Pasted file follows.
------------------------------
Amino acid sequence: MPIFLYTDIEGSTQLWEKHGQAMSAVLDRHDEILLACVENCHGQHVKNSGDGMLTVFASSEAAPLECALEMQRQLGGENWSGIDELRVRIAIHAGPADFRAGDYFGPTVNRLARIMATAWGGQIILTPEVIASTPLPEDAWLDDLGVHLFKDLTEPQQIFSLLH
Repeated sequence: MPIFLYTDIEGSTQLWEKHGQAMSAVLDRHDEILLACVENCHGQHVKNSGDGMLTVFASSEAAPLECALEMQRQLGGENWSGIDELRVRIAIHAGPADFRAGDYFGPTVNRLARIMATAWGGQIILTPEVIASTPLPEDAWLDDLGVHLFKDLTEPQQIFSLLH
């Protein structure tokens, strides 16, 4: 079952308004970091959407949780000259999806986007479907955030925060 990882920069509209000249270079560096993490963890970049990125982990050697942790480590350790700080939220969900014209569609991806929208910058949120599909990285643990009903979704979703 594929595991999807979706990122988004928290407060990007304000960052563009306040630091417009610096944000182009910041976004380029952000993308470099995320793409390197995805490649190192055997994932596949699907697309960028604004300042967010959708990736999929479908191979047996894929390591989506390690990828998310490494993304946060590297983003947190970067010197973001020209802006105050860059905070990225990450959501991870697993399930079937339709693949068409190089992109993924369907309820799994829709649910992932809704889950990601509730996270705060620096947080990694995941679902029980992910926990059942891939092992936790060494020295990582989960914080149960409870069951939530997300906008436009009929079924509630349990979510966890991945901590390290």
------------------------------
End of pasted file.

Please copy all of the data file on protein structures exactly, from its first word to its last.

Amino acid sequence: MPIFLYTDIEGSTQLWEKHGQAMSAVLDRHDEILLACVENCHGQHVKNSGDGMLTVFASSEAAPLECALEMQRQLGGENWSGIDELRVRIAIHAGPADFRAGDYFGPTVNRLARIMATAWGGQIILTPEVIASTPLPEDAWLDDLGVHLFKDLTEPQQIFSLLH
Repeated sequence: MPIFLYTDIEGSTQLWEKHGQAMSAVLDRHDEILLACVENCHGQHVKNSGDGMLTVFASSEAAPLECALEMQRQLGGENWSGIDELRVRIAIHAGPADFRAGDYFGPTVNRLARIMATAWGGQIILTPEVIASTPLPEDAWLDDLGVHLFKDLTEPQQIFSLLH
């Protein structure tokens, strides 16, 4: 079952308004970091959407949780000259999806986007479907955030925060 990882920069509209000249270079560096993490963890970049990125982990050697942790480590350790700080939220969900014209569609991806929208910058949120599909990285643990009903979704979703 594929595991999807979706990122988004928290407060990007304000960052563009306040630091417009610096944000182009910041976004380029952000993308470099995320793409390197995805490649190192055997994932596949699907697309960028604004300042967010959708990736999929479908191979047996894929390591989506390690990828998310490494993304946060590297983003947190970067010197973001020209802006105050860059905070990225990450959501991870697993399930079937339709693949068409190089992109993924369907309820799994829709649910992932809704889950990601509730996270705060620096947080990694995941679902029980992910926990059942891939092992936790060494020295990582989960914080149960409870069951939530997300906008436009009929079924509630349990979510966890991945901590390290």